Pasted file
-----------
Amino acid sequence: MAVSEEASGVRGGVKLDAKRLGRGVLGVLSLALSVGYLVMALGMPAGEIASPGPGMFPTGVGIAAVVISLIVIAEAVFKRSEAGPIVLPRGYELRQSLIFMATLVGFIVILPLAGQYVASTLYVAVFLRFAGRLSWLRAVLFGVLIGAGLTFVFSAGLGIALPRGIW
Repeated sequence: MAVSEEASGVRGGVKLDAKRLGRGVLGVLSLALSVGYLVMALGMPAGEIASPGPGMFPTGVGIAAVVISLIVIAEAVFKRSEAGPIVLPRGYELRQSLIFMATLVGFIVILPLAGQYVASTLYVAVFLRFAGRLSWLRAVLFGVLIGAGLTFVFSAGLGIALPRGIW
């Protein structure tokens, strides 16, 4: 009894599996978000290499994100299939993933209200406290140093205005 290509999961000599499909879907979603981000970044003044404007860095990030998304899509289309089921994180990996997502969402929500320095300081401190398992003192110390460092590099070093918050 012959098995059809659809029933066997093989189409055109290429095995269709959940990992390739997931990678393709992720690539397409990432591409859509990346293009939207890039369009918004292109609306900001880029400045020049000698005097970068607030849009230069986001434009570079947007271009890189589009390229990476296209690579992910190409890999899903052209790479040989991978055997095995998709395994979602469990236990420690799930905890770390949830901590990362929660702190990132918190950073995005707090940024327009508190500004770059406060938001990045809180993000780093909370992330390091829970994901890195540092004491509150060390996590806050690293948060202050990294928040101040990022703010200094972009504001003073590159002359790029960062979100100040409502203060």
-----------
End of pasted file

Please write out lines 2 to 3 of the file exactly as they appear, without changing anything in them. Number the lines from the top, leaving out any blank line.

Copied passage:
Repeated sequence: MAVSEEASGVRGGVKLDAKRLGRGVLGVLSLALSVGYLVMALGMPAGEIASPGPGMFPTGVGIAAVVISLIVIAEAVFKRSEAGPIVLPRGYELRQSLIFMATLVGFIVILPLAGQYVASTLYVAVFLRFAGRLSWLRAVLFGVLIGAGLTFVFSAGLGIALPRGIW
């Protein structure tokens, strides 16, 4: 009894599996978000290499994100299939993933209200406290140093205005 290509999961000599499909879907979603981000970044003044404007860095990030998304899509289309089921994180990996997502969402929500320095300081401190398992003192110390460092590099070093918050 012959098995059809659809029933066997093989189409055109290429095995269709959940990992390739997931990678393709992720690539397409990432591409859509990346293009939207890039369009918004292109609306900001880029400045020049000698005097970068607030849009230069986001434009570079947007271009890189589009390229990476296209690579992910190409890999899903052209790479040989991978055997095995998709395994979602469990236990420690799930905890770390949830901590990362929660702190990132918190950073995005707090940024327009508190500004770059406060938001990045809180993000780093909370992330390091829970994901890195540092004491509150060390996590806050690293948060202050990294928040101040990022703010200094972009504001003073590159002359790029960062979100100040409502203060």